Factors that can increase this risk when a person has a tattoo include:

  • using contaminated ink
  • using a do-it-yourself tattoo kit
  • unhygienic practices in unlicensed tattoo parlors
  • inappropriate wound care after the procedure
  • a weakened immune system before the procedure

Choosing a tattoo parlor that is fully licensed, with a trained and experienced tattoo artist, can reduce the risk. However, this will not account for all possible triggers.

An individual may still have a higher risk due to a preexisting condition, such as eczema, or ink where the manufacturing process caused contamination.

What happens to tattoo ink when it enters your skin? Learn all about it with this article.

Treatments that may help with inflammation and discomfort after a tattoo include:

Over the counter medications: Tylenol and nonsteroidal anti-inflammatory drugs (NSAIDs), for example, can help with pain and inflammation.

Antihistamine medications: Benadryl, for instance, can reduce symptoms of a minor allergic reaction, such as small, red bumps or a faint rash around the tattoo site.

Topical creams: A hypoallergenic, fragrance free cream can stop the skin from drying out.

Other aftercare tips include:

  • keeping the site clean by gently washing with soap and water
  • covering the tattoo site with a fresh, sterile gauze or bandage
  • wearing gloves while sleeping to avoid scratching a new tattoo

These measures can help reduce the risk of an infection occurring.

When to see a doctor

If there are more severe or persistent signs of infection, the person should see a doctor.

A doctor may take one or more of the following actions:

  • take a skin sample, or biopsy, to test for bacteria or viruses
  • prescribe oral or topical antibiotics
  • recommend hospitalization in severe cases

The FDA note that some people need to use antibiotics for several months. They add that if a person has an allergic reaction, symptoms may not go away because the tattoo ink is permanent.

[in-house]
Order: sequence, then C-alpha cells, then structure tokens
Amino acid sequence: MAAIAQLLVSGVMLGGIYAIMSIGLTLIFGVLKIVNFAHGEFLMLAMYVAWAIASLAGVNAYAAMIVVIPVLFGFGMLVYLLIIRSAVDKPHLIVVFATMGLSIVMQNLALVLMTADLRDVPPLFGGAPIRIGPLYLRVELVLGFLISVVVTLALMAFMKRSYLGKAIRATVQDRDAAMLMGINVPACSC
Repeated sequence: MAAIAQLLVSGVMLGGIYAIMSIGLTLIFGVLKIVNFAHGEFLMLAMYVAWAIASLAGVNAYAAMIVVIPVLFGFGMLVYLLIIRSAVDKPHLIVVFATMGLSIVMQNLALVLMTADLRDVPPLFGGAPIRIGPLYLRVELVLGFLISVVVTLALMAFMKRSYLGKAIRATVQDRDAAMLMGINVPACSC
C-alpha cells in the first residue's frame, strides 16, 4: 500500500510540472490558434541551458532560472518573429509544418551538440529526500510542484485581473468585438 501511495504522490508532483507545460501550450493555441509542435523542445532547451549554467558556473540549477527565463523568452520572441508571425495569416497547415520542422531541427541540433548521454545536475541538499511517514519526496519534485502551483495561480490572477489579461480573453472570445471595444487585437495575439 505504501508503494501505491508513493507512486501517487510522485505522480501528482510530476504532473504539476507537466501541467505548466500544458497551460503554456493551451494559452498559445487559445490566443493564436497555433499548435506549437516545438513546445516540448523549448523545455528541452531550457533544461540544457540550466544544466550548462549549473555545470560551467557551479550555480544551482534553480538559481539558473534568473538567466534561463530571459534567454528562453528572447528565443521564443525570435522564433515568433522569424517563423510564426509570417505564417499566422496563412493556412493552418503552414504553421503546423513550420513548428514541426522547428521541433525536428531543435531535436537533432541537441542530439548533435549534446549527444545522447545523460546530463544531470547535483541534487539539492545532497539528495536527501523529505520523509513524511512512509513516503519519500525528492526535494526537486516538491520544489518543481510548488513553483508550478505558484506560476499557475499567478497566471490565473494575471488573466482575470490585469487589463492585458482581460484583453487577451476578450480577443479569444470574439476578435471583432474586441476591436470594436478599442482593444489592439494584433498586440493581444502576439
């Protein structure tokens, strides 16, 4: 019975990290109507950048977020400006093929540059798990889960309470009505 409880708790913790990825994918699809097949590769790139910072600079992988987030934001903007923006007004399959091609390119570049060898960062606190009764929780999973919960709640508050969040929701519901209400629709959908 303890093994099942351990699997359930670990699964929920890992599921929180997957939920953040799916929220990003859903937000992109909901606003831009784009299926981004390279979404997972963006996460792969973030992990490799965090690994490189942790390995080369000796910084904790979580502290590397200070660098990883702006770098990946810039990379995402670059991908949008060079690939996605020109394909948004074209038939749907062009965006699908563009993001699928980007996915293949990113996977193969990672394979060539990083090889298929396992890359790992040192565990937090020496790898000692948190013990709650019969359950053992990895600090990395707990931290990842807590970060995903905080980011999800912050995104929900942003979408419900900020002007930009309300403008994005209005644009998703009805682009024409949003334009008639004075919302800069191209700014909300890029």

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Finding a reputable tattoo artist may help minimize the risk of infection.

Anyone who is considering having a tattoo must choose a licensed, reputable, tattoo artist and salon.

People who should ask their doctor before going ahead include those with a weakened immune system or an existing blood or skin condition.

Questions to ask the tattooist before making the final decision to have a tattoo include:

  • How long has the tattoo artist been practicing?
  • How long have they been in business in the area?
  • What is their reputation, and are there any online reviews?
  • How clean is the overall facility, including the lobby?
  • How likely is the ink to cause a skin reaction?
  • Does the technician always use new needles, sterilized equipment, and single ink containers?
  • Will they use a sterile swab, rinse, or antiseptic wash to clean the area before starting the tattoo?
  • Will they wear sterile gloves throughout the procedure?

Anyone who does not feel comfortable with a salon, the equipment, or the artist, should choose another location.

Any activity that compromises the skin barrier or introduces foreign materials into the body increases the risk of an infection or other reaction. Many people experience a slight inflammation, but if symptoms persist, a person should see their doctor.

Antibiotic treatment can usually resolve a tattoo related infection. Without treatment, complications of a skin infection, such as a deeper infection, and, rarely, sepsis may occur in some people. When this happens, this can be life threatening.

Before deciding on a tattoo, people should learn as much as they can about the possible short term effects and how to prevent a problem.

They may also wish to consider the possibility of long term effects, although, as the FDA point out, the details of these are still unclear.

Q:

I have diabetes, but I would like to have a tattoo. Will it be safe? Should I make it a small tattoo?

A:

Having diabetes means that you must consider the risks carefully, particularly the risk of an infection. This is especially important if your diabetes is difficult to manage.

Before getting a tattoo, small or large, it is best to discuss the risks further with your doctor. Depending on the status of your diabetes, and other medical conditions, a doctor may be better able to assess your risk and whether it would be relatively safe to proceed.

After discussing with your doctor, you may want to consider getting a small tattoo at first and avoiding the tattoo on the lower legs.

Owen Kramer, MD Answers represent the opinions of our medical experts. All content is strictly informational and should not be considered medical advice.